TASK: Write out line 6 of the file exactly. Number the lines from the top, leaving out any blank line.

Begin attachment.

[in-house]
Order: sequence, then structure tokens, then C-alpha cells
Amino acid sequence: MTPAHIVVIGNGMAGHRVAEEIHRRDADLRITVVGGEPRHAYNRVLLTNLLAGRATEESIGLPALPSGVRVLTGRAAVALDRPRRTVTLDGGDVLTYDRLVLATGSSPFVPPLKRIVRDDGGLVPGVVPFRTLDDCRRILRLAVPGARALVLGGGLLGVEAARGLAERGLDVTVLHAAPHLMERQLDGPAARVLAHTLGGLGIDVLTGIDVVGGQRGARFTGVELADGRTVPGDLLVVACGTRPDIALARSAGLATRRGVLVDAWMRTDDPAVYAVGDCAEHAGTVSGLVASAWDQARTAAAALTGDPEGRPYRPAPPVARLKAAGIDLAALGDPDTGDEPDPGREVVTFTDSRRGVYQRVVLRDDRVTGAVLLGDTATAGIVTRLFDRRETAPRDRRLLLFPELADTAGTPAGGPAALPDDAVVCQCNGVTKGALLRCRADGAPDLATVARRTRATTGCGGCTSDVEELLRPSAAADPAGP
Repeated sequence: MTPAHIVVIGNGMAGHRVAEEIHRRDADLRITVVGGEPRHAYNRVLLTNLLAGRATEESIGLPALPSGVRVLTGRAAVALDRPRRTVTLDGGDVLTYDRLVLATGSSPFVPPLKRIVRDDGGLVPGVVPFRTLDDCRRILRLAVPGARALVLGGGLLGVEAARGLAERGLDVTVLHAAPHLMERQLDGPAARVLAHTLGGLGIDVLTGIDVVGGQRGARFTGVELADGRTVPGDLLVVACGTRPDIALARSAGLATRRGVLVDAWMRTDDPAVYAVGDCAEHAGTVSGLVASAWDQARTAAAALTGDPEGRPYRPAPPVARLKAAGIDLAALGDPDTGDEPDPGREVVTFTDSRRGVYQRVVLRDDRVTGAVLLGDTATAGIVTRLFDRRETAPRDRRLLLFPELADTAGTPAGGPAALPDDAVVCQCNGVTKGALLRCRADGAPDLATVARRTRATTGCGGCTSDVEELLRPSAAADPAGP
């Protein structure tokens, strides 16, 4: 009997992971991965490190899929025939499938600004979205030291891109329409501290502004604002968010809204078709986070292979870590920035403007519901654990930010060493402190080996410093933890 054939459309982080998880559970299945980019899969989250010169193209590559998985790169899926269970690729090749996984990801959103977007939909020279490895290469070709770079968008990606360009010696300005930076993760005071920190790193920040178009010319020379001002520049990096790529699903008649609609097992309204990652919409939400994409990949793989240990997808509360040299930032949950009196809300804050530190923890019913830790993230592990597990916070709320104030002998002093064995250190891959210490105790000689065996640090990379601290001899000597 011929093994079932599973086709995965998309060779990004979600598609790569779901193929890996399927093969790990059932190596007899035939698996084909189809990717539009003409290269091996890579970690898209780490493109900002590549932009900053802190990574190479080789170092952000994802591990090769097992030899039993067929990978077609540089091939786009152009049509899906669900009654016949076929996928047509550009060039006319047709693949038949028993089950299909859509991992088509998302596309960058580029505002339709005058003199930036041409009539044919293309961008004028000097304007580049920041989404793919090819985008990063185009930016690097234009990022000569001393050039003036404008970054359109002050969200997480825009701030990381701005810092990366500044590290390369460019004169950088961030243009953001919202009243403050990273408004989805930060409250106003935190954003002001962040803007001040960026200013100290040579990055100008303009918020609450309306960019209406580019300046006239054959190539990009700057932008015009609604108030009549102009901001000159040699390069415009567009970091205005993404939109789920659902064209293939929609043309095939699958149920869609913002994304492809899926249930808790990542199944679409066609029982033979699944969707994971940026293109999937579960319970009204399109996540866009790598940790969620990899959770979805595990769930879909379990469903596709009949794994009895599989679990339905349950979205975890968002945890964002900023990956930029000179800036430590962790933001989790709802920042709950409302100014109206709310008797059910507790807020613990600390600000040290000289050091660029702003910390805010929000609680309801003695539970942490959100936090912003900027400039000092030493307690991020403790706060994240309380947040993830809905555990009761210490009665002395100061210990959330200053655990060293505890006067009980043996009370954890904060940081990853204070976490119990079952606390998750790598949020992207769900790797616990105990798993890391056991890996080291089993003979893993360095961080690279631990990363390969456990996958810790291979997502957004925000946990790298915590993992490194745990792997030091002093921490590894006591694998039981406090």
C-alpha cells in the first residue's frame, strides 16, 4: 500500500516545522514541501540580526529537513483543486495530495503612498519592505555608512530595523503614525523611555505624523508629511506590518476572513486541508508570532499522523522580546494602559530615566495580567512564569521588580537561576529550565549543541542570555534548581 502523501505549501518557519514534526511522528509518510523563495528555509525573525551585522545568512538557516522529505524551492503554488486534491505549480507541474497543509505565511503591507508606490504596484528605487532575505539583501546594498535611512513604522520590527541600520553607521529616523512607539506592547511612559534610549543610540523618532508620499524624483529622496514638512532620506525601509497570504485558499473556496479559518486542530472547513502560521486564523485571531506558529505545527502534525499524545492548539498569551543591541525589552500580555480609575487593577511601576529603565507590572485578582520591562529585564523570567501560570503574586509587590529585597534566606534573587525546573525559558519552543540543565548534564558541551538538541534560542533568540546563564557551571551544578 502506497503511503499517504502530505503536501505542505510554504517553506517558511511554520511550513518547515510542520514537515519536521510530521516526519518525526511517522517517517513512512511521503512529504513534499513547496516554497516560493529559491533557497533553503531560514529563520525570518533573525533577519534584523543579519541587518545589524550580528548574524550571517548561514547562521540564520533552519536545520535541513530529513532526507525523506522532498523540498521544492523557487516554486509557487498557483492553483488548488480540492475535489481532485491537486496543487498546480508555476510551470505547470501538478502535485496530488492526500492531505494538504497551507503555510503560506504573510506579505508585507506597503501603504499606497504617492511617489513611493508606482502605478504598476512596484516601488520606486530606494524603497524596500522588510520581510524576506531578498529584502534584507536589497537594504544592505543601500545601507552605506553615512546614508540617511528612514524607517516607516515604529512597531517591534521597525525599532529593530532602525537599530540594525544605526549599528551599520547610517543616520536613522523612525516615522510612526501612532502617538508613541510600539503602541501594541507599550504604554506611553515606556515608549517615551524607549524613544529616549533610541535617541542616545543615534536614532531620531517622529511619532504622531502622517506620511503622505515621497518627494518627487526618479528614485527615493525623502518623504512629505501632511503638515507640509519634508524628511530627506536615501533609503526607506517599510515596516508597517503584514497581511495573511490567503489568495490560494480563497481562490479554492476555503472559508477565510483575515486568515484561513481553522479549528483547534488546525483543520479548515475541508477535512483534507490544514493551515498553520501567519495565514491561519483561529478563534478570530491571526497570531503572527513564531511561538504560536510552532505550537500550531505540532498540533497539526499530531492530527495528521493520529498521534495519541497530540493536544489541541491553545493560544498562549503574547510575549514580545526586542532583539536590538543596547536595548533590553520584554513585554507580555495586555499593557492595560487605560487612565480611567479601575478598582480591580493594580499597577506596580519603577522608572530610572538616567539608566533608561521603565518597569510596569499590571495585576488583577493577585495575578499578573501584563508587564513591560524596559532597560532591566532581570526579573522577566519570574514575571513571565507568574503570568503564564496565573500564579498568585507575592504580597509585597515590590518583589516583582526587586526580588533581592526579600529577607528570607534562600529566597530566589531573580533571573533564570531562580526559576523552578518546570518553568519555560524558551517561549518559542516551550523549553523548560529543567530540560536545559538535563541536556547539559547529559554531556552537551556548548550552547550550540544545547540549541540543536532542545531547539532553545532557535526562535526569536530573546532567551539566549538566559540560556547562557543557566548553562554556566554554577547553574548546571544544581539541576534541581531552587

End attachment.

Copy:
C-alpha cells in the first residue's frame, strides 16, 4: 500500500516545522514541501540580526529537513483543486495530495503612498519592505555608512530595523503614525523611555505624523508629511506590518476572513486541508508570532499522523522580546494602559530615566495580567512564569521588580537561576529550565549543541542570555534548581 502523501505549501518557519514534526511522528509518510523563495528555509525573525551585522545568512538557516522529505524551492503554488486534491505549480507541474497543509505565511503591507508606490504596484528605487532575505539583501546594498535611512513604522520590527541600520553607521529616523512607539506592547511612559534610549543610540523618532508620499524624483529622496514638512532620506525601509497570504485558499473556496479559518486542530472547513502560521486564523485571531506558529505545527502534525499524545492548539498569551543591541525589552500580555480609575487593577511601576529603565507590572485578582520591562529585564523570567501560570503574586509587590529585597534566606534573587525546573525559558519552543540543565548534564558541551538538541534560542533568540546563564557551571551544578 502506497503511503499517504502530505503536501505542505510554504517553506517558511511554520511550513518547515510542520514537515519536521510530521516526519518525526511517522517517517513512512511521503512529504513534499513547496516554497516560493529559491533557497533553503531560514529563520525570518533573525533577519534584523543579519541587518545589524550580528548574524550571517548561514547562521540564520533552519536545520535541513530529513532526507525523506522532498523540498521544492523557487516554486509557487498557483492553483488548488480540492475535489481532485491537486496543487498546480508555476510551470505547470501538478502535485496530488492526500492531505494538504497551507503555510503560506504573510506579505508585507506597503501603504499606497504617492511617489513611493508606482502605478504598476512596484516601488520606486530606494524603497524596500522588510520581510524576506531578498529584502534584507536589497537594504544592505543601500545601507552605506553615512546614508540617511528612514524607517516607516515604529512597531517591534521597525525599532529593530532602525537599530540594525544605526549599528551599520547610517543616520536613522523612525516615522510612526501612532502617538508613541510600539503602541501594541507599550504604554506611553515606556515608549517615551524607549524613544529616549533610541535617541542616545543615534536614532531620531517622529511619532504622531502622517506620511503622505515621497518627494518627487526618479528614485527615493525623502518623504512629505501632511503638515507640509519634508524628511530627506536615501533609503526607506517599510515596516508597517503584514497581511495573511490567503489568495490560494480563497481562490479554492476555503472559508477565510483575515486568515484561513481553522479549528483547534488546525483543520479548515475541508477535512483534507490544514493551515498553520501567519495565514491561519483561529478563534478570530491571526497570531503572527513564531511561538504560536510552532505550537500550531505540532498540533497539526499530531492530527495528521493520529498521534495519541497530540493536544489541541491553545493560544498562549503574547510575549514580545526586542532583539536590538543596547536595548533590553520584554513585554507580555495586555499593557492595560487605560487612565480611567479601575478598582480591580493594580499597577506596580519603577522608572530610572538616567539608566533608561521603565518597569510596569499590571495585576488583577493577585495575578499578573501584563508587564513591560524596559532597560532591566532581570526579573522577566519570574514575571513571565507568574503570568503564564496565573500564579498568585507575592504580597509585597515590590518583589516583582526587586526580588533581592526579600529577607528570607534562600529566597530566589531573580533571573533564570531562580526559576523552578518546570518553568519555560524558551517561549518559542516551550523549553523548560529543567530540560536545559538535563541536556547539559547529559554531556552537551556548548550552547550550540544545547540549541540543536532542545531547539532553545532557535526562535526569536530573546532567551539566549538566559540560556547562557543557566548553562554556566554554577547553574548546571544544581539541576534541581531552587